The new factory contains advanced, modern equipment, increasing Breedon’s tile production capacity in the region by over 80%, from 12 million to 22 million tiles per annum.

This new facility will ensure the Group remains at the forefront of tile manufacturing in Northern Ireland.

BUILT TO LAST: Breedon roof tiles

The new plant in Lisburn will boost the local economy and will drive innovation and manufacturing capabilities in Belfast.

The site has been designed with sustainability as a key consideration.

The successful ESG journey of the tile business and the significant decrease in carbon generated per m2 of tiles, is something the team is exceptionally proud of.

 Jude Lagan, Managing Director, Cement and Products at Breedon Group, said: “I am proud to see the opening of this impressive facility in Lisburn, demonstrating our commitment to our business in Ireland, whilst benefitting the wider region, providing more supply and enabling secondary and tertiary industries to thrive.”

ASSA ABLOY’S new BIM software opens the possibility of seamless management of door projects

MAKING AN ENTRANCE: Openings Studio™ integrates with design software, so door assets can be designed, priced, manufactured, installed, inspected, and maintained from the same data

ASSA ABLOY’S Opening Solutions has launched a video showcasing its new BIM software called Openings Studio.

This computer program offers the possibility of creating and visualising openings for complete door, frame and hardware schedules and specifications, enabling the golden thread of information.

Openings Studio™ integrates with design software, meaning door assets can be designed, priced, manufactured, installed, inspected, and maintained from the same data, ensuring a seamless and transparent connection from design intent through to product in service.

This unique time and cost-saving application ensures compliance, giving peace of mind.

There’s the option to create door solutions from scratch or select from a customised library, making it simple to create modifications to meet project-specific standards.

Door solutions can be exported with ease through various types of reports in PDF, Microsoft Excel and Word formats.

During construction, submittals can be reviewed, and materials can be tracked for ordering and delivery.

What’s more, Requests for Information (RFIs) can be officially logged and managed, and directives can be changed.  Cut sheets and installation guides are also housed within the programme.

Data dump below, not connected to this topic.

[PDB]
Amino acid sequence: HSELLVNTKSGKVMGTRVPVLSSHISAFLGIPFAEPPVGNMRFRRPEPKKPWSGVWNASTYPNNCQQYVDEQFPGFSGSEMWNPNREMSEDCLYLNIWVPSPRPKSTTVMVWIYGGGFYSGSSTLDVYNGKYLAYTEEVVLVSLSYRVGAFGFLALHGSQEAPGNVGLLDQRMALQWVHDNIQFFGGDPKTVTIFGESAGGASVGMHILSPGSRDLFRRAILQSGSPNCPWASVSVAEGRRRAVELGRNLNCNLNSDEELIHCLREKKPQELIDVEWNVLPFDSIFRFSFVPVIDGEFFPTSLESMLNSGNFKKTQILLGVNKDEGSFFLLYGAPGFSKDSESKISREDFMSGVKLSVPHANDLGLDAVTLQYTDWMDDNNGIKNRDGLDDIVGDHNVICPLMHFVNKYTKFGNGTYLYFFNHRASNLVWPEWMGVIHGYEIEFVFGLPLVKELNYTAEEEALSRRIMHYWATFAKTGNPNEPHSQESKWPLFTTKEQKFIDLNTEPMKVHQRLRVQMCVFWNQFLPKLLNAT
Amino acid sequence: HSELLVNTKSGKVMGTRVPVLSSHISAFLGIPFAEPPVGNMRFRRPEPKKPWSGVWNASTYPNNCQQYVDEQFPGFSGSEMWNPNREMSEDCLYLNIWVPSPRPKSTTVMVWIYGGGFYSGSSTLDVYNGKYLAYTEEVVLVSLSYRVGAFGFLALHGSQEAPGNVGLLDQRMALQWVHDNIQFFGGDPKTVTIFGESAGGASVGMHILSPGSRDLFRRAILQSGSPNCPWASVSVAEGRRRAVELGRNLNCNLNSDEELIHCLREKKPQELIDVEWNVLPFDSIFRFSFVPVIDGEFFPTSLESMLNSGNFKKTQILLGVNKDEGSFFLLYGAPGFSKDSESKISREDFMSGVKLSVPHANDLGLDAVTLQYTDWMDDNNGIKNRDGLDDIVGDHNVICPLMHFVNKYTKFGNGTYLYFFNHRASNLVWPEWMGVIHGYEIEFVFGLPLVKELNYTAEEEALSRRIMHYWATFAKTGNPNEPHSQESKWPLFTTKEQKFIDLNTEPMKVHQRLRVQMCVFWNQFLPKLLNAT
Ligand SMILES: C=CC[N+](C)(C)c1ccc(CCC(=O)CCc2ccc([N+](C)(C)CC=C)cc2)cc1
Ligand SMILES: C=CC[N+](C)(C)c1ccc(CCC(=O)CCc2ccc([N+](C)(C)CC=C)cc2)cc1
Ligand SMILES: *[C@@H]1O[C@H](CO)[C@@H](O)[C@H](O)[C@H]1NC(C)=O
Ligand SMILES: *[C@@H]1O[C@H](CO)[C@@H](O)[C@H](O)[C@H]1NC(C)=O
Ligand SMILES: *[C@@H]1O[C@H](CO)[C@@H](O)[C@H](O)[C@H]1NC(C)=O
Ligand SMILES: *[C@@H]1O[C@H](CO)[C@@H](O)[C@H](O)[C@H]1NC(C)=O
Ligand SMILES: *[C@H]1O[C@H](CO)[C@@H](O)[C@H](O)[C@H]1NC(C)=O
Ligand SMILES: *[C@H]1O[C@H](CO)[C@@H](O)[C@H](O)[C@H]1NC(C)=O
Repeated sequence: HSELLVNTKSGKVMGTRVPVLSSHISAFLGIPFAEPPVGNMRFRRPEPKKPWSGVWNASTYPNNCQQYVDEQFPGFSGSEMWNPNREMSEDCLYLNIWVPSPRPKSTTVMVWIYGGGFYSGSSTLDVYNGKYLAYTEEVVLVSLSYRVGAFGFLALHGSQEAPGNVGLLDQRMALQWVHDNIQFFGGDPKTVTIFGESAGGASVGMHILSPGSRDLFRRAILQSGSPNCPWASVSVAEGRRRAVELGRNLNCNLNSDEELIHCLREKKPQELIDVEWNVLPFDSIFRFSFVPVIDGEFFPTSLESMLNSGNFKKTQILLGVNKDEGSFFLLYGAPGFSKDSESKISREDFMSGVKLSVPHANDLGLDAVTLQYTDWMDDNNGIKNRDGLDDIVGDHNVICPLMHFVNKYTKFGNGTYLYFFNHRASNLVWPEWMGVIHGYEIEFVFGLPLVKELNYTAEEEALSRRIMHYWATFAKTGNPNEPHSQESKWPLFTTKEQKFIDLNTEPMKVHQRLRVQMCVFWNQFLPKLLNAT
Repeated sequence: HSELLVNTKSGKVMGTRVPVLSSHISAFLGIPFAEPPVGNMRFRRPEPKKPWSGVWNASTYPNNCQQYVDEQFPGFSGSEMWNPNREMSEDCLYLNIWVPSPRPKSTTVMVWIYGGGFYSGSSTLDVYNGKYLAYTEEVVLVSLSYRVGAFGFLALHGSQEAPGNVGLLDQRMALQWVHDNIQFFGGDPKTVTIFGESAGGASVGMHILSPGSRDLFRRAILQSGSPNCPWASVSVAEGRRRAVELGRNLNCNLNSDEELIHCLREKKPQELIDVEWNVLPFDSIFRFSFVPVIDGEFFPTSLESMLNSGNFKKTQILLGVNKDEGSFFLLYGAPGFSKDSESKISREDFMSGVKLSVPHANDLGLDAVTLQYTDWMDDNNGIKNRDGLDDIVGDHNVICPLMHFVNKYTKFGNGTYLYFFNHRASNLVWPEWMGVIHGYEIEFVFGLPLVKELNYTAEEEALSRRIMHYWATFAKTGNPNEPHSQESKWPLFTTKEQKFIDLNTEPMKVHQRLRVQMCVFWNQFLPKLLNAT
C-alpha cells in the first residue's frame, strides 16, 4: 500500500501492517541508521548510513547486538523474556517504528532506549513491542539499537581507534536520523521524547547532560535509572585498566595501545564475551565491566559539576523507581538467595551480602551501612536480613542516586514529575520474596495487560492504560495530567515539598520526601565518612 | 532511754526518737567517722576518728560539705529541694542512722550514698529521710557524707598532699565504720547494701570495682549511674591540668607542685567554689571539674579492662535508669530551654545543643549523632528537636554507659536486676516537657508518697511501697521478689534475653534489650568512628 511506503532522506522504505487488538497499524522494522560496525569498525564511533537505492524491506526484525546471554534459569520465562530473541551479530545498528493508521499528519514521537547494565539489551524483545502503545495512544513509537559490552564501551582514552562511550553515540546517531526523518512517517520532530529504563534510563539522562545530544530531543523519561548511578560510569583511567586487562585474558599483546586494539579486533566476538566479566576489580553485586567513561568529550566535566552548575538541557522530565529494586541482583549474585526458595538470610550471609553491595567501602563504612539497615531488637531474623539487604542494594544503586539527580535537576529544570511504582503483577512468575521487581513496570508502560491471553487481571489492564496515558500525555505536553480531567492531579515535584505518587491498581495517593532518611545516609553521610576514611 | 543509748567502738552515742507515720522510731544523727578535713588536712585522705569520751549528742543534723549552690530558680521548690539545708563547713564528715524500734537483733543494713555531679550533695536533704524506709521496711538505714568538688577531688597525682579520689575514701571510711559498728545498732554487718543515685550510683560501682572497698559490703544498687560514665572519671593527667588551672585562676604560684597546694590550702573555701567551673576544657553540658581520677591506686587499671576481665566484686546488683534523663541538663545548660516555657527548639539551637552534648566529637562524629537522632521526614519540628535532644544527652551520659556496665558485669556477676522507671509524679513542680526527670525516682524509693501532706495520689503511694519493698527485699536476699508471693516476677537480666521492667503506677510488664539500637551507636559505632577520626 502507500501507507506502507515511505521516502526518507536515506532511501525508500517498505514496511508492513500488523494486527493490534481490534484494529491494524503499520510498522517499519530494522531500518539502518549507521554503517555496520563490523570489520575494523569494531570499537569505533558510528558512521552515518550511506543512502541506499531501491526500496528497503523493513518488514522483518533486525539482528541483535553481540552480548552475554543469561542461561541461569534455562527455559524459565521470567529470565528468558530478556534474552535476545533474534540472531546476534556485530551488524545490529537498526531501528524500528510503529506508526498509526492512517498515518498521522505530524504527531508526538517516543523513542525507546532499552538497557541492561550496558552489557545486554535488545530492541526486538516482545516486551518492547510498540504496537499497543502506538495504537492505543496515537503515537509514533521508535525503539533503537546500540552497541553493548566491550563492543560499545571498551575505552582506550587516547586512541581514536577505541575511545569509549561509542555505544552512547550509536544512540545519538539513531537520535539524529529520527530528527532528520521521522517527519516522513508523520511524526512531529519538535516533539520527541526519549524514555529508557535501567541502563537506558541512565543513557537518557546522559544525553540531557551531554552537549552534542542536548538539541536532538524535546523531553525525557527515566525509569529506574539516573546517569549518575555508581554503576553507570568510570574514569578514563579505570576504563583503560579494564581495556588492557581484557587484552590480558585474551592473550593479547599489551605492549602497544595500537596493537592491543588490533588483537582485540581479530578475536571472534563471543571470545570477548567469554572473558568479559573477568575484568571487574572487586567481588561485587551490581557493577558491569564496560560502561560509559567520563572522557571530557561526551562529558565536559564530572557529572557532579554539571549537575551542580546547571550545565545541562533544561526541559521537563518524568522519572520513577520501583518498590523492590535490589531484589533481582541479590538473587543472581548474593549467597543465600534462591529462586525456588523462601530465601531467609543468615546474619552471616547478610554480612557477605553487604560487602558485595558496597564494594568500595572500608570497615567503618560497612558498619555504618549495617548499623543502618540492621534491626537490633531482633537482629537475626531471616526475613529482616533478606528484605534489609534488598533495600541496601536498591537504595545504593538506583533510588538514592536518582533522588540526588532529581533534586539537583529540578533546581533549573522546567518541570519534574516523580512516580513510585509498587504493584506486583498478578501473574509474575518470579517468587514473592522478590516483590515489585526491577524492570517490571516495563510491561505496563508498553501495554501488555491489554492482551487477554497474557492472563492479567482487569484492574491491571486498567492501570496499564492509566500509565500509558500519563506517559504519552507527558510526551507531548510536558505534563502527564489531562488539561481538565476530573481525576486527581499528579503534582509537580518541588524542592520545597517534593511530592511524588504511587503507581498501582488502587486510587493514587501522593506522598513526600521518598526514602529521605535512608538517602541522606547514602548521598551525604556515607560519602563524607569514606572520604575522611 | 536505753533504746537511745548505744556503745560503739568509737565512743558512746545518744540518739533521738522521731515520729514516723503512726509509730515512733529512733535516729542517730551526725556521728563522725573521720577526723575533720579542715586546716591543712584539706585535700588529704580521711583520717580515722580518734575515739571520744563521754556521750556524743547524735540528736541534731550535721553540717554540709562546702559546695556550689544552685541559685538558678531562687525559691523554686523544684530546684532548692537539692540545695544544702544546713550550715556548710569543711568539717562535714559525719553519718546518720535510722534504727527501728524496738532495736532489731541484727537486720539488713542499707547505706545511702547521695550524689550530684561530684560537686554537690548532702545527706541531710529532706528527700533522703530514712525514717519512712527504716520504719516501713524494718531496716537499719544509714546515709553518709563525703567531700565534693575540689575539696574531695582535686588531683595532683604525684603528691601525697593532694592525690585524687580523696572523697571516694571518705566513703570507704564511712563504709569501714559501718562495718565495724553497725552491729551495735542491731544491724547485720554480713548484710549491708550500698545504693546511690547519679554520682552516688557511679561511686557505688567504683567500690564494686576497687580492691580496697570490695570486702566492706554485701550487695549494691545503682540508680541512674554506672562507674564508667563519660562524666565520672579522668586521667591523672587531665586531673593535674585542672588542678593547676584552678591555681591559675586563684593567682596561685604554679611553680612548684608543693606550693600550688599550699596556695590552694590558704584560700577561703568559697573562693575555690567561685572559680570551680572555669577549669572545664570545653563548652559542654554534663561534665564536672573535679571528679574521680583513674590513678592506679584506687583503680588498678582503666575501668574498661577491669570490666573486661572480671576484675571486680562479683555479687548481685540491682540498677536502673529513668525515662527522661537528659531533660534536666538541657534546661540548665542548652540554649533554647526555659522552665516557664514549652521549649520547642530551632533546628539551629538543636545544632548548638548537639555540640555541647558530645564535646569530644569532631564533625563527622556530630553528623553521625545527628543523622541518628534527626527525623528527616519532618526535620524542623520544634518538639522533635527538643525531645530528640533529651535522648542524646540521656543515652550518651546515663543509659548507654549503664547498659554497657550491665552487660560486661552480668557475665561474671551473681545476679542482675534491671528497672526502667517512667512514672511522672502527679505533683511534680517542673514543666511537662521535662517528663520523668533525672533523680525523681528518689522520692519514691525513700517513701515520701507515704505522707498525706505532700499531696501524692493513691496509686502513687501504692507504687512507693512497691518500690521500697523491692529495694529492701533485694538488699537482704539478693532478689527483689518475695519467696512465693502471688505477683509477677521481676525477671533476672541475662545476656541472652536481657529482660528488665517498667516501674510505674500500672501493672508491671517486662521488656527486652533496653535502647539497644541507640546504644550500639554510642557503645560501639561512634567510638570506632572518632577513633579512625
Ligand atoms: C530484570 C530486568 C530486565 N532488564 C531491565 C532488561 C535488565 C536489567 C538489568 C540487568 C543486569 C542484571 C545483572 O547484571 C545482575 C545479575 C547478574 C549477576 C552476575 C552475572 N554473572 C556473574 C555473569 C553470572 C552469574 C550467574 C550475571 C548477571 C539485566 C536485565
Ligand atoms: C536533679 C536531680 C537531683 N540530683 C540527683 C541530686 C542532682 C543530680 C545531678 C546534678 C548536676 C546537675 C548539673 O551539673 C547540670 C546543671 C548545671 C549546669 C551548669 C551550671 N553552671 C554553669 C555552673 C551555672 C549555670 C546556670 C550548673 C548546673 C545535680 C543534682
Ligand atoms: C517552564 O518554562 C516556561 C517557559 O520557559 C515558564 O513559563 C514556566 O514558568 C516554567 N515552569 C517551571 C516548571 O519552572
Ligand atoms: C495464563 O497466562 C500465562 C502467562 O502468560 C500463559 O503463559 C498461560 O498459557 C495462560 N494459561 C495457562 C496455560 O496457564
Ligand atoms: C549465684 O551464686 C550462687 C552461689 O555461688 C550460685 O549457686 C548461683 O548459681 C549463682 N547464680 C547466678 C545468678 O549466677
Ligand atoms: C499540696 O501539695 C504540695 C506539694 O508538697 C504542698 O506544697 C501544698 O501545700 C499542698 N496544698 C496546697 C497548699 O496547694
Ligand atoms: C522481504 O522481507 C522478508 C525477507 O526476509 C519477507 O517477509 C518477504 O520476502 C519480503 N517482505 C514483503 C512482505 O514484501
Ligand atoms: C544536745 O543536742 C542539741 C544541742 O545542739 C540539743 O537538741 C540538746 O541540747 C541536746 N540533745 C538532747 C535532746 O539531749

Ideal for both new construction and existing openings, Openings Studio™ also allows facilities managers to have a single point of reference to inspect, record, maintain, and service doors, hardware, and access control systems.

Brian Sofley, Managing Director at ASSA ABLOY Opening Solutions UK & Ireland, said: “Managing door projects in traditional spreadsheet programmes can be extremely inefficient and ineffective, with limited ability to share that information easily. Openings Studio™ streamlines communication in the estimation, specification, ordering and delivering process, making sharing information effortless.”

“Workflow and door projects are digitalised and all the door information is stored in the cloud, allowing it to be securely accessed from anywhere in the world via a desktop computer smartphone or tablet. This is a game-changer for building owners, facilities managers, contractors, locksmiths, distributors, consultants and more.” he added.

To find out more about BIM, Openings Studio™ and how ASSA ABLOY Opening Solutions can help your organisation,  please call: 0845 071 0882, email: or visit:

CITB NI Women in Construction Summit 2024 Final will take place on Wednesday, March 13

FINAL COUNTDOWN: Rotha O’Boyle form Martin & Hamilton Construction, Rachel Dorovatas from CITB NI with summit host Sarah Travers
CONSTRUCTION Industry Training Board NI (CITB NI), and the Women in Construction Network will host the third Women in Construction Summit, on Wednesday, March 13, 2024 at Crowne Plaza Hotel.

With a focus on ‘Redefining Foundations’, the summit will honour women whilst exploring and challenging business foundations within the NI construction industry.

Research reveals that women working in construction are on the increase with 37% of new entrants into the industry that came from higher education are women.

Women make up around 14% of construction industry professionals and this number can only be set to rise with more and more women choosing construction jobs.

While this is encouraging, events such as Women in Construction Summit aim to inspire continued growth and development as well as challenge existing foundations to allow this to happen.

The full-day conference will challenge the business foundations within the construction industry and will present inspirational stories, business advice and career development for women currently working in the construction industry, those thinking of joining and for employers who support diversity or best practices in the industry.

Key topics include performance culture, growth mindset, sustainability, AI, mentoring and networking.